Exxon says Canada LNG plans to cost up to C$25 billion
(In U.S. dollars unless noted)
CALGARY, Alberta Jan 12 (Reuters) - Exxon Mobil Corp and its Canadian affiliate Imperial Oil Ltd plan to spend up to C$25 billion ($21 billion) on a liquefied natural gas facility on British Columbia's northern Pacific coast, the two companies said in documents filed with the province's environmental regulator.
The WCC LNG project will produce an initial 15 million tonnes of LNG per year from a plant at Prince Rupert, 756 km (470 miles) northwest of Vancouver, they said in a Jan. 8 filing to the B.C. Environmental Assessment Office.
WCC LNG, co-owned by Exxon and its majority-owned Imperial Oil unit, is one of 18 LNG projects proposed for northern British Columbia to supply gas to Asian buyers, including rival ones led by Royal Dutch Shell Plc and Malaysia's Petronas.
However high costs and uncertain economics due to falling oil prices have slowed development in the region, with Petronas in December delaying a final investment decision on its $11 billion Pacific NorthWest LNG project while it looks for cost savings.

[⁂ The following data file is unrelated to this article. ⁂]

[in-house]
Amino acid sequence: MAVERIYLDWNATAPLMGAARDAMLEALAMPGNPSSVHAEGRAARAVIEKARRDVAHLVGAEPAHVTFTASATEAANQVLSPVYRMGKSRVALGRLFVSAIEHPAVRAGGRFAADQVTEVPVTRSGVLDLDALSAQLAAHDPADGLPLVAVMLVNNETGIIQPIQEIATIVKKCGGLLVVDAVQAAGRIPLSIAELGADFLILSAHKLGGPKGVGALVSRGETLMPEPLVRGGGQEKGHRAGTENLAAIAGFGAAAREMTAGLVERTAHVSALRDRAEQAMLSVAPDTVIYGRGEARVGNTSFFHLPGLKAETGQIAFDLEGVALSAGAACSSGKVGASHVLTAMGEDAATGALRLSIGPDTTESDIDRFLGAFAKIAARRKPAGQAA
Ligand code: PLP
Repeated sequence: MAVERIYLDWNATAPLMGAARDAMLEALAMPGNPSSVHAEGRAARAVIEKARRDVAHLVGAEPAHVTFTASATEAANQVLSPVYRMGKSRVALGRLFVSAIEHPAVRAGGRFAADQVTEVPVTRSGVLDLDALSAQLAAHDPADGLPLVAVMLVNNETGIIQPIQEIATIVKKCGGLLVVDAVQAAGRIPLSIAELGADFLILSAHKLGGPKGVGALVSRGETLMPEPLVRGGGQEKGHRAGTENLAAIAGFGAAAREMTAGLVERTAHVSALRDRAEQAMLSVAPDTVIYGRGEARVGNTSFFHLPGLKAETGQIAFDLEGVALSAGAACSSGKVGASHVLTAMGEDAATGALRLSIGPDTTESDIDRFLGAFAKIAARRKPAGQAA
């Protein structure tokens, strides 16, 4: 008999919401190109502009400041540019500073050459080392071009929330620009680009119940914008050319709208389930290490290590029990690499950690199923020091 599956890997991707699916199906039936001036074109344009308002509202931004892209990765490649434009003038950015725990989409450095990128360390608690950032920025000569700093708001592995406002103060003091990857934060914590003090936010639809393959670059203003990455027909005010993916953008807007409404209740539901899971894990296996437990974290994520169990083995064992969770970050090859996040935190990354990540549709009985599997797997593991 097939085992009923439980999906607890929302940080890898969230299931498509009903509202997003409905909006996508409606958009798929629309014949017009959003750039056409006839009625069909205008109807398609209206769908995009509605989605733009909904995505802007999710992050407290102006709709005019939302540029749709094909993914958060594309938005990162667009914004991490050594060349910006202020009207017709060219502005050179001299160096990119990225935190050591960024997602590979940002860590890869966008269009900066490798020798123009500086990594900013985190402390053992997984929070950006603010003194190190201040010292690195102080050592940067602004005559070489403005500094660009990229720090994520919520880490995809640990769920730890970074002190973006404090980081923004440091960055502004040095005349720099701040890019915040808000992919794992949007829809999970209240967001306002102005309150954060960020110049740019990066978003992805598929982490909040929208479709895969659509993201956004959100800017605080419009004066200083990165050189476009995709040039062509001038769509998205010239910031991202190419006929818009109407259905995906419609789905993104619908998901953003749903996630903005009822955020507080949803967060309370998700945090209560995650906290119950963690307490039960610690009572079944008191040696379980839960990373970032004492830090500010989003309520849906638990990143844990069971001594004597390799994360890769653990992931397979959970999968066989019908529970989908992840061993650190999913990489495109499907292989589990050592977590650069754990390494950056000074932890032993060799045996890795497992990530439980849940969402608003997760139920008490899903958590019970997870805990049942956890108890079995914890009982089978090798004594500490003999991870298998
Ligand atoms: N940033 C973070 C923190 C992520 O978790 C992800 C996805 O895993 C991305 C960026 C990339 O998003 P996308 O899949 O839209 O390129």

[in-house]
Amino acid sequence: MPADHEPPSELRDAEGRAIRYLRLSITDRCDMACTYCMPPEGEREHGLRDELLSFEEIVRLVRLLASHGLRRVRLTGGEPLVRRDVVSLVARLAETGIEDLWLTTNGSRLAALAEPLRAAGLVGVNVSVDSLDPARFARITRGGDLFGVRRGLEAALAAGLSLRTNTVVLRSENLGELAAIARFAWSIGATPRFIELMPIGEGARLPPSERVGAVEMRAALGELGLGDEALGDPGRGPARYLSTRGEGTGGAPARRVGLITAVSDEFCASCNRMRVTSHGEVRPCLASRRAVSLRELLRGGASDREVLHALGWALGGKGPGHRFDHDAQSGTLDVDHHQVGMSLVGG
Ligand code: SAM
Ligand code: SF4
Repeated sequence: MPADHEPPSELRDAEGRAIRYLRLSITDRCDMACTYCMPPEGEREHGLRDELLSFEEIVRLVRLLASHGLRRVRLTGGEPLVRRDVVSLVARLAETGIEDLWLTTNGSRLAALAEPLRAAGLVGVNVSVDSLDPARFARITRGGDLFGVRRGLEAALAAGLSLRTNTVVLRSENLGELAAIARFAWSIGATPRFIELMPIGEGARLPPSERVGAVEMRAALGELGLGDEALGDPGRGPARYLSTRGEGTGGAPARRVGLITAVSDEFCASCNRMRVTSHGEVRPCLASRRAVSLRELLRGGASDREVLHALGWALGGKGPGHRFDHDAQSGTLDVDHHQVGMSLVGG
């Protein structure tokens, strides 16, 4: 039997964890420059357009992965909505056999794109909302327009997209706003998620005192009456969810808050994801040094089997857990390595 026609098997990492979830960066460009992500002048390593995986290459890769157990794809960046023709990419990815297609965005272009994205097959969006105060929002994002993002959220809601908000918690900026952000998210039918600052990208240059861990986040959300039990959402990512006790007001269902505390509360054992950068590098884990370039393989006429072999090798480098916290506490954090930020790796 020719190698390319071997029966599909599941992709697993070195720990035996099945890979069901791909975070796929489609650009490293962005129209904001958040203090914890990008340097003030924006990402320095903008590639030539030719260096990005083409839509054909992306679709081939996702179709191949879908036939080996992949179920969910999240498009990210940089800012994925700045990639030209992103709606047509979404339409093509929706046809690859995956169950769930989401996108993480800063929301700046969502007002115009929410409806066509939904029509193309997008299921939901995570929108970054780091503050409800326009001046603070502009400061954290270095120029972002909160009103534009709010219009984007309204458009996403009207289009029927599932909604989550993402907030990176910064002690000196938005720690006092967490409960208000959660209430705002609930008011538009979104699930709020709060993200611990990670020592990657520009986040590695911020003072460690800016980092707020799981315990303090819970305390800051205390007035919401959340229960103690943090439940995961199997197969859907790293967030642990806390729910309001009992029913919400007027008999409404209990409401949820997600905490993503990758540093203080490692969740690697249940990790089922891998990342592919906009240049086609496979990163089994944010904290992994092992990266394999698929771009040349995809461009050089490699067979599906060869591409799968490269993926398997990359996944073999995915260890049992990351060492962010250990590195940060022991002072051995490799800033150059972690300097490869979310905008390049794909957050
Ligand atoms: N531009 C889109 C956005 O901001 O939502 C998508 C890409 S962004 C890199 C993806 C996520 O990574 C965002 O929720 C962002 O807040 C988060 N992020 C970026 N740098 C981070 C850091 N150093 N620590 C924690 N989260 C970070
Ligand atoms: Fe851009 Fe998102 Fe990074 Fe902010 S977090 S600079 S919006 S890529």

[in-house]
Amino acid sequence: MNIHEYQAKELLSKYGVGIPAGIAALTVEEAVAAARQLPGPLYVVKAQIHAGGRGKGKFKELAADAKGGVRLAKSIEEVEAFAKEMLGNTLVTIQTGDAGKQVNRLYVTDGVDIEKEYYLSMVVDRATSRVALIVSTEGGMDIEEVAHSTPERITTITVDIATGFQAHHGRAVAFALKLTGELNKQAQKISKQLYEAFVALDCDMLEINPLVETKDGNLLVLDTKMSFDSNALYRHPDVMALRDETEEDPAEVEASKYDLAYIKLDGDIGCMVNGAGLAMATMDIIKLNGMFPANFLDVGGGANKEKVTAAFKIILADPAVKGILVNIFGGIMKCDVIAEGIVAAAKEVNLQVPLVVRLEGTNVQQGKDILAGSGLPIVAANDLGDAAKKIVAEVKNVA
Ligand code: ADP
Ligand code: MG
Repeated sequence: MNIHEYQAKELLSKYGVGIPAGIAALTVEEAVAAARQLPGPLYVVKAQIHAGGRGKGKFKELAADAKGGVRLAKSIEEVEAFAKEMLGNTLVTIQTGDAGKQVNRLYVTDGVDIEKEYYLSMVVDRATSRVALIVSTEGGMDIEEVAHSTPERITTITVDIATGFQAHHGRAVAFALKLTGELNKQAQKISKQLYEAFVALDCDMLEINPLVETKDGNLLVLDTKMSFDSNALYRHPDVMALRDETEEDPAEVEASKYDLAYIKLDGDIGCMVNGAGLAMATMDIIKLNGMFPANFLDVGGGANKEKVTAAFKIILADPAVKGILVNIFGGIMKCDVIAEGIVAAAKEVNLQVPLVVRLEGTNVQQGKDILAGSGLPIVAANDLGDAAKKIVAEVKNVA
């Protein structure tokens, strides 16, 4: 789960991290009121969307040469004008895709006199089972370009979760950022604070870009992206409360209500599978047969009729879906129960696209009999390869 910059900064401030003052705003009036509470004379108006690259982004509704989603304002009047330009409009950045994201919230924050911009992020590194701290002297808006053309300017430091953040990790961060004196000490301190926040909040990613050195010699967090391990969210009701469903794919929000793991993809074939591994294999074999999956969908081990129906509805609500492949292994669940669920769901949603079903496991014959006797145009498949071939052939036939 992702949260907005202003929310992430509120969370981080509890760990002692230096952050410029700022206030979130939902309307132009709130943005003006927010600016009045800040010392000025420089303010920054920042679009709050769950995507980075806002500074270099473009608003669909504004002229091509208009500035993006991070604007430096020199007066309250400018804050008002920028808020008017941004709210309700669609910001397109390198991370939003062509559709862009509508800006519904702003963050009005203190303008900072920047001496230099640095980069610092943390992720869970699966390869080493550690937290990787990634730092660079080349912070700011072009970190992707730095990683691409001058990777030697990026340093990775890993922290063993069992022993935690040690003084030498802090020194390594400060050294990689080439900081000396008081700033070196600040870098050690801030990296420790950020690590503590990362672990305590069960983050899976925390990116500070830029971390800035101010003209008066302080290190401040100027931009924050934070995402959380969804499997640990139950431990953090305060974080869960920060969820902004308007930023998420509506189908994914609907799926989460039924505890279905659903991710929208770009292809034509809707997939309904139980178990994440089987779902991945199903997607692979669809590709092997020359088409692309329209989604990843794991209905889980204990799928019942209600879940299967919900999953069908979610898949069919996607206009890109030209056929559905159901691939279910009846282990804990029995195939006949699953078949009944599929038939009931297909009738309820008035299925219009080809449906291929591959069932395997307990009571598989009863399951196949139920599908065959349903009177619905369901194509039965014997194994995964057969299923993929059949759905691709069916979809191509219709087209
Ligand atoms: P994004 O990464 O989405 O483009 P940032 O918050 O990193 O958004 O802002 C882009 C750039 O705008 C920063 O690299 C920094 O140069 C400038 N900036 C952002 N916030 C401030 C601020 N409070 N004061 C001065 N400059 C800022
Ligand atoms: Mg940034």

Imperial, Canada's No.2 integrated oil and gas producer, said it expects to receive all needed regulatory approvals for the project by 2017. After those are in hand, the two companies will decide on whether to build the facility.
"We're looking at an in-service date beyond 2023," said Pius Rolheiser, a spokesman for Imperial.
According to the filing, the initial phase of the project will cost between C$15 billion and C$25 billion. It could also be expanded to produce up to 30 million tonnes if needed.
($1 = 1.1926 Canadian dollars) (Reporting by Scott Haggett; Editing by James Dalgleish)
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